Daiya is practically a household name a this point, a pivotal player in the vegan cheese game. No other dairy-free shreds have achieved mainstream approval, nor prevalence, quite like their white and orange strands, initially making a splash back in 2009 as the very first meltable option. Not content to just ride the wave of this immense success, they’ve continued to innovate ever since that great success, unleashing cheesy goodness throughout countless other prepared foods. Their latest offering to cheese-loving dairy detractors shines just as brilliantly: Slices, imitating the flavors of cheddar, swiss, and provolone.

Provolone-Style slices were the only variety I could get my hungry mouth around at the time, but considering their culinary potential, the other two are worth seeking out for a second round. These are not fine cheeses you’d want to eat cold, plain, or otherwise uncooked. Surprisingly fragile and prone to crumbling straight from the package, the flavor doesn’t impress right off the bat. Borderline bland, with a subtle sweetness, these slices are definitely not meant for topping crackers. Where they really come to life is under a hot broiler, melted down to gooey, creamy, and yes, stretchy sheets. Mild but with a pronounced tang and satisfying salty accent, they’re appropriately rich, imparting an addictive sort of decadent fattiness upon any dish. Though it didn’t seem like a winner at first, I found myself increasingly taken with this simple cheesy pleasure. In fact, my tasting notes conclude with the declaration that the provolone option is the “holy grail of vegan cheese.” Overenthusiastic hyperbole aside, these are darned good slices.

But of course, I would never recommend eating them outside of a hot dish, which is why I heartily endorse the equally savory, slightly indulgent cheesesteak sandwich pictured above. Soy curls soaked in umami-packed mushroom broth make up the “meat” of the matter, tossed with lightly charred onions and roasted peppers, all smothered under a blanket of that prize-worthy provolone cheese. Altogether, it’s the kind of dish you could use to convert meat-lovers, cheese-lovers, and generally picky omnivores alike. So go ahead, give in to your cravings because now it’s effortless to keep them vegan!

Vegan Cheesesteak

1 1/2 Cups (About 2.8 – 3 Ounces) Dry Soy Curls
1 1/2 Cups Mushroom Broth

4 Teaspoons Olive Oil
1 Medium Yellow Onion, Thinly Sliced
1 Red Bell Pepper, Roasted and Thinly Sliced
1/2 Teaspoon Dried Oregano
1/4 Teaspoon Freshly Ground Pepper
1 Tablespoon All-Purpose Flour
1/4 Cup Reserved Mushroom Broth
1 Tablespoon Reduced-Sodium Soy Sauce

3 Hoagie Rolls, Split and Toasted
9 Slices Provolone-Style Daiya Cheese

Begin by placing the dry soy curls in a large bowl and covering them with warm mushroom broth. Let them soak for about 15 – 20 minutes, until the soy curls are fully re-hydrated and tender. Pour off but reserve any excess liquid.

Heat the oil in a large skillet over medium-high heat. Add the sliced onion and saute, stirring often, until aromatic browned around the edges. Add the bell pepper, oregano and pepper and continue cook, stirring often, until the vegetables are wilted and soft; about 5 minutes. Reduce the heat to low, sprinkle the vegetables with flour and stir to coat. Gently pour in 1/4 cup of the reserved broth along with the soy sauce, bringing the mixture up to a simmer. After another two minutes, remove the pan from the heat.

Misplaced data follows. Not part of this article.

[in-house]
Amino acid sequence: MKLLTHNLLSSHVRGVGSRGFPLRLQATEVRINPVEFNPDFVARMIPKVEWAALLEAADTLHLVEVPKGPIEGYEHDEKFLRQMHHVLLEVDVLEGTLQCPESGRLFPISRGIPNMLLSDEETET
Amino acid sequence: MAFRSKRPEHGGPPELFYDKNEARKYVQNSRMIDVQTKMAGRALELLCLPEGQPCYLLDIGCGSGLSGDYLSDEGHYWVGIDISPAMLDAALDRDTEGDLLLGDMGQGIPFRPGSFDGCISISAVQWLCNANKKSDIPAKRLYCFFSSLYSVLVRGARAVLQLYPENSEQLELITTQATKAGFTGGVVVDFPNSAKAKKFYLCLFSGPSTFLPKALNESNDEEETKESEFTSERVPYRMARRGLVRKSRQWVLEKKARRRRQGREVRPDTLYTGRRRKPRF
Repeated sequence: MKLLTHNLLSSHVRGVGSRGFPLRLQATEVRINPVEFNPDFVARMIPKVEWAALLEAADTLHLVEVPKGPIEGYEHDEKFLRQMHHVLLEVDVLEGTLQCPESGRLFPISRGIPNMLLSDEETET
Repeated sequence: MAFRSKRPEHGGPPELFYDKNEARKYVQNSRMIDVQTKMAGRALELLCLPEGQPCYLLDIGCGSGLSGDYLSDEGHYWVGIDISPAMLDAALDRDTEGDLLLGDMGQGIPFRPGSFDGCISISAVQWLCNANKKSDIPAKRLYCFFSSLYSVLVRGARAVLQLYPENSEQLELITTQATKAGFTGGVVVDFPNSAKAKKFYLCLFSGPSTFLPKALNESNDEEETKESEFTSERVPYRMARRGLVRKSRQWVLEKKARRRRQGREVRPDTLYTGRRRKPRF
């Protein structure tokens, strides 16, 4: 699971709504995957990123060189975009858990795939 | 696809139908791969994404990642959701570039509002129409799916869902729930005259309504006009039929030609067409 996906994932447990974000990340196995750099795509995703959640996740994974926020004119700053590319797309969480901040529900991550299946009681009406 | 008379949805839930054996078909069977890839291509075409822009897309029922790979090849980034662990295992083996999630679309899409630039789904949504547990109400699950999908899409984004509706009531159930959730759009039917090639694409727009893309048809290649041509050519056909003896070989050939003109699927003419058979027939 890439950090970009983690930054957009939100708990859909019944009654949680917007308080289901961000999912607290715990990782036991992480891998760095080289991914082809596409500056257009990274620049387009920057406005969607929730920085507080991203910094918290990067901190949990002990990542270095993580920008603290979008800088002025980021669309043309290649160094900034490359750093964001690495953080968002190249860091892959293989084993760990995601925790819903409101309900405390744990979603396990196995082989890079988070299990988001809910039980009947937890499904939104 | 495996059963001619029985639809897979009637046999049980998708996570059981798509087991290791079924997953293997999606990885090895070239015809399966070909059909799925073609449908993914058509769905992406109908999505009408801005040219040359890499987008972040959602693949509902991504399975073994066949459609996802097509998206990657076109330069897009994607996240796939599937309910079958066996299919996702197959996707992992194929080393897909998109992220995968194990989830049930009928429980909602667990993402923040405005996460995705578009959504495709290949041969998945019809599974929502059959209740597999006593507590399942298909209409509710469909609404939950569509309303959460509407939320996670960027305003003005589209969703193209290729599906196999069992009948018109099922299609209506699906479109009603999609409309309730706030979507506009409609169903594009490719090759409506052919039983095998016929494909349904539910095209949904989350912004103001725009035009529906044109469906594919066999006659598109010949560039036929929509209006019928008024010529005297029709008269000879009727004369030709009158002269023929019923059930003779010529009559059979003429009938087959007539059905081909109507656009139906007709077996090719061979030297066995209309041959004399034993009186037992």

To assemble your sandwiches, divide the soy curl filling between your three toasted rolls and lay three provolone slices on top of each. Run them all under the broiler for about 2 – 3 minutes, until the cheese is perfectly melted and gooey all over. Dig in immediately!

Makes 3 Sandwiches

Printable Recipe


33 Comments

Breakfast for Dinner

How can it be that I’ve gone about my life for 24 years, blissfully ignorant of the glorious celebration that is National Grilled Cheese Sandwich Month? That’s 24 wasted Aprils, 24 missed opportunities to indulge in this childhood pleasure. No- Make that only 23 chances to indulge in melted cheesy goodness between two pieces of toasted bread, because this is the year that I start making up for lost time.

The time to start small with the standard assemblage has passed; I’m plunging in with gusto. Ditching the standard white or wheat bread, the party gets started with two fluffy pancakes on either end. Ever so lightly sweetened, they provide the perfect counterpoint to the salty, savory ingredients that they flank. After cooking and cooling, the pancakes go back into the frying pan, this time topped with a heaping handful of Mexican Style Shreds, so graciously provided by Go Veggie! (formerly known as Galaxy). Once melted to a magnificently gooey consistency, one pancake is topped with a hefty serving of the eggiest, creamiest tofu scramble I know, while the other is garnished with thinly sliced ripe tomato. Grilled until warmed through, the two halves come together to create one monster of a sandwich, better than a mere grilled cheese and yet one that carries the same comforting nostalgia. Break out the fork and knife for this one, because it’s messy, it’s sloppy, and oh so satisfying.

Oh April, if only I knew of your cheesy charms sooner. If this is just the start, this will be a good month, indeed.